On 1 March 2015, approximately 2500 people came together from 34 countries at the CRASH-B World Indoor Rowing Championships in Boston, USA.
Three Australians were present at the event, with three time Olympian and Masters rower, Paul Guest, leading the ergo charge breaking the former World Record for the 75-79 year age category by six seconds.
The 76-year-old Victorian represented Australia in rowing at three Olympic Games (Rome – 1960, Tokyo – 1964 and Mexico – 1968) while he also competed in the first World Rowing Championships in Lucerne in 1962 and again in 1966 and 1970. He was a Commonwealth Games Gold Medallist in 1962
Awarded the Order of Australia Medal in 2013 for his services to the community and to the sport of rowing, the now retired Family Court judge and Queens Counsel, focusses his energy on Masters rowing and raising funds for the Lasallian Foundation, an organisation that supports educational development programs for the poorest of the poor children in the Asia Pacific region.
“Once I left the elite side of rowing, I turned my focus to my legal career and took up running marathons and long distance swimming. I only returned to rowing in 1995 when I took up the Masters side of the sport.
“I rowed at the 2009 World Masters Rowing Regatta and after not winning any gold medals (3 silver), I decided I would have a go at the Australian Indoor Rowing Championships later that year, where I won gold and was then sponsored by Concept 2 to go to the 2010 Crash B’s. I was competing in the 70-year-olds category. I loved the blood and guts involved and walked away with a win at the event and then broke the world record.”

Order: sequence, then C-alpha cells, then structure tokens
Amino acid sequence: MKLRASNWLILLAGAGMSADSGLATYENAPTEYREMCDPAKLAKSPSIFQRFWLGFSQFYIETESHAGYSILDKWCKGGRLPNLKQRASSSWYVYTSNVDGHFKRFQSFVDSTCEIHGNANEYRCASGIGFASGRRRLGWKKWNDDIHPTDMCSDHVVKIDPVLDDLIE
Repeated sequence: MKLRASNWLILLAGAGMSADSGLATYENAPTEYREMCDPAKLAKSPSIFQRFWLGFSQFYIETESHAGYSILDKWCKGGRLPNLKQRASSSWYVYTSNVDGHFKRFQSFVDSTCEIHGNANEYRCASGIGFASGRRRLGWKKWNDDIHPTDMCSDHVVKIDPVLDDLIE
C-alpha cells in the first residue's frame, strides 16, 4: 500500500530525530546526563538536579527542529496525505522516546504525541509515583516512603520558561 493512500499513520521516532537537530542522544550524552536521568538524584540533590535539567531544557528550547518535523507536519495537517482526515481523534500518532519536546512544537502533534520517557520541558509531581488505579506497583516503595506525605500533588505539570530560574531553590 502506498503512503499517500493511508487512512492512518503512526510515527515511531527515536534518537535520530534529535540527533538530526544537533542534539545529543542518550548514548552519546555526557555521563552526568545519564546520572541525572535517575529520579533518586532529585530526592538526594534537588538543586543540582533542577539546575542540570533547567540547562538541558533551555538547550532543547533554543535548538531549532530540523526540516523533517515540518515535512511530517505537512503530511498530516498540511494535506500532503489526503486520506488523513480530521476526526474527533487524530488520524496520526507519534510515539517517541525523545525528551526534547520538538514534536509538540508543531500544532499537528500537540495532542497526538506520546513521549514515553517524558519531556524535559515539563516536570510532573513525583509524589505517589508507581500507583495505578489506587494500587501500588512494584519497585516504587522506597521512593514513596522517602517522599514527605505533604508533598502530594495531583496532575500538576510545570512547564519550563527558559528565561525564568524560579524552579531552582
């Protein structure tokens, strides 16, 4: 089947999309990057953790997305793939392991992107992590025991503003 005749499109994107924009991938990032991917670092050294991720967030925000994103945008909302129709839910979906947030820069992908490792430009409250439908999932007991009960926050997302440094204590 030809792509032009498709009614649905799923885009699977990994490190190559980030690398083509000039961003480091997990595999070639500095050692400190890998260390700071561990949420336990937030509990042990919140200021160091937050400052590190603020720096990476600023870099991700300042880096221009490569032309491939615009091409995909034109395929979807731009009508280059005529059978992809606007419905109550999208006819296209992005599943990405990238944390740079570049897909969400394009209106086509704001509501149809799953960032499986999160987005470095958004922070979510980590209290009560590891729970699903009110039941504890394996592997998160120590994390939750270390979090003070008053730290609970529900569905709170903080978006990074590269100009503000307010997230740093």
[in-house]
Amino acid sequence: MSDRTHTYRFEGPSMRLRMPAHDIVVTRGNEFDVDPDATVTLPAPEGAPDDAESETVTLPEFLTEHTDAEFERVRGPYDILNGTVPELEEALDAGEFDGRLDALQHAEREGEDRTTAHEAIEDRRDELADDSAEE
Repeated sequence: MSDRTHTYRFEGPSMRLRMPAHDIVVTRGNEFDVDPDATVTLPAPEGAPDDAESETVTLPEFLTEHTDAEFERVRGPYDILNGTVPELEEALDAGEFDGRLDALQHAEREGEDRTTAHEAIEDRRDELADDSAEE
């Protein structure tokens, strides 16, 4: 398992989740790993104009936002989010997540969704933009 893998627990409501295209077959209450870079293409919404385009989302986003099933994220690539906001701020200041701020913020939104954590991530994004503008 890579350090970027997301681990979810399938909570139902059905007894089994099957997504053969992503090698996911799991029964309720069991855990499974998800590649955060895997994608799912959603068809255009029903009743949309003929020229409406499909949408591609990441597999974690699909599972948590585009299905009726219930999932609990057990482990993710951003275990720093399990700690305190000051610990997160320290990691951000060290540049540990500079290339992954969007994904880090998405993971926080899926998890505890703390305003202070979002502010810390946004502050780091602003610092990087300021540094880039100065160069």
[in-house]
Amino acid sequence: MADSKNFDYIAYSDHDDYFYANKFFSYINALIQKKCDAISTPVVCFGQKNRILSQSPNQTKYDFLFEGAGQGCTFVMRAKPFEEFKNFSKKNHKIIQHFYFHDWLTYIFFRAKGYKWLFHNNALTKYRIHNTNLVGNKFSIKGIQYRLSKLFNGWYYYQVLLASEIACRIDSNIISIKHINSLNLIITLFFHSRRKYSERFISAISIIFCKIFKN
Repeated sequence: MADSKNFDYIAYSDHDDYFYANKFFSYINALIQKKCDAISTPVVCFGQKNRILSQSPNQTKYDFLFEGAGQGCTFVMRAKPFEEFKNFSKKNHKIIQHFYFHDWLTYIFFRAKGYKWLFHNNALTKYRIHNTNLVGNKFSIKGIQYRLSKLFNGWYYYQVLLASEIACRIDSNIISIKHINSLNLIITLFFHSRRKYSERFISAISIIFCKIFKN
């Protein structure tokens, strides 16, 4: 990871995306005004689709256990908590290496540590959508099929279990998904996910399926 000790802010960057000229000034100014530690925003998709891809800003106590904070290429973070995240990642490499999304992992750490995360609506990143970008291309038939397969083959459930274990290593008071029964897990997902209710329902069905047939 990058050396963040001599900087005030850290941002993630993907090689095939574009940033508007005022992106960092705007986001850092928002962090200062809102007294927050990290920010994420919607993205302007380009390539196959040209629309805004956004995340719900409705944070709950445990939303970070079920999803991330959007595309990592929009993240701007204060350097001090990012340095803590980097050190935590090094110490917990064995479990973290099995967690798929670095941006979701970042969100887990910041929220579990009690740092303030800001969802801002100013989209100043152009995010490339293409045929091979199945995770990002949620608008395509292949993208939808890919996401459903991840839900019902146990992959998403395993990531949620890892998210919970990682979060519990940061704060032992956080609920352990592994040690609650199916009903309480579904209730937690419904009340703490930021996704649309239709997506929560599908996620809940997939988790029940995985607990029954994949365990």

The President of Banks Rowing Club and inducted into the Rowing Victoria Hall of Fame, Guest has had his fair share of battles having survived the 2008 Mumbai terror attacks; in 2011 Guest had a hip replacement, broke his collar bone and underwent an operation for the removal of Level 4 Melanoma (where he was informed his life expectancy was limited).
“In August of 2011, I climbed onto my ergo at home and commenced a diary, “My journey to break the world record when I turn 75 (which happened in 2014) and win the Crash B’s in 2015. With the event being held in February and my birthday being in March, I had to train an extra year, but I carried out the faith”.
“At the event this year I was up against an Italian rower who, as a matter of interest, I competed against at the 1962 World Rowing Championships and who was the European record holder in the 75-79 year division. Although he came out quickly in the early stage of our race, we rowed stroke for stroke and ultimately I proved to be stronger at the finish”.
“The journey since 2011 has been tough and an unrelenting one. When I won the event and broke the record, I came straight home. Mission accomplished.”
Guest’s journey to compete at the Crash B’s has not just been about himself, despite all his battles and being recently diagnosed with an incurable degenerative disease. His drive has not only been towards reaching his personal goal but also about raising much needed funds for a cause he truly believes in as a Board member and Director of the Lasallian Foundation.
“I believe in creating positive change through education. The money I have been raising, I’ve just over $7000 left to raise before I hit my target of $60,000, will go towards building a multi-purpose community hall, part of a new educational Lasallian secondary school in DakMil, a small town located in the Dak Nong Province in the Central Highlands region of Vietnam.
“Tribal communities in the Central Highlands have very limited access to health care, education and employment, so sport can play a significant role in improving their quality of life by creating a sense of teamwork while forging friendships. I believe every child deserves an education and a chance to be active and healthy,” explained Guest
To donate to Guest’s cause and to find out more, please click here.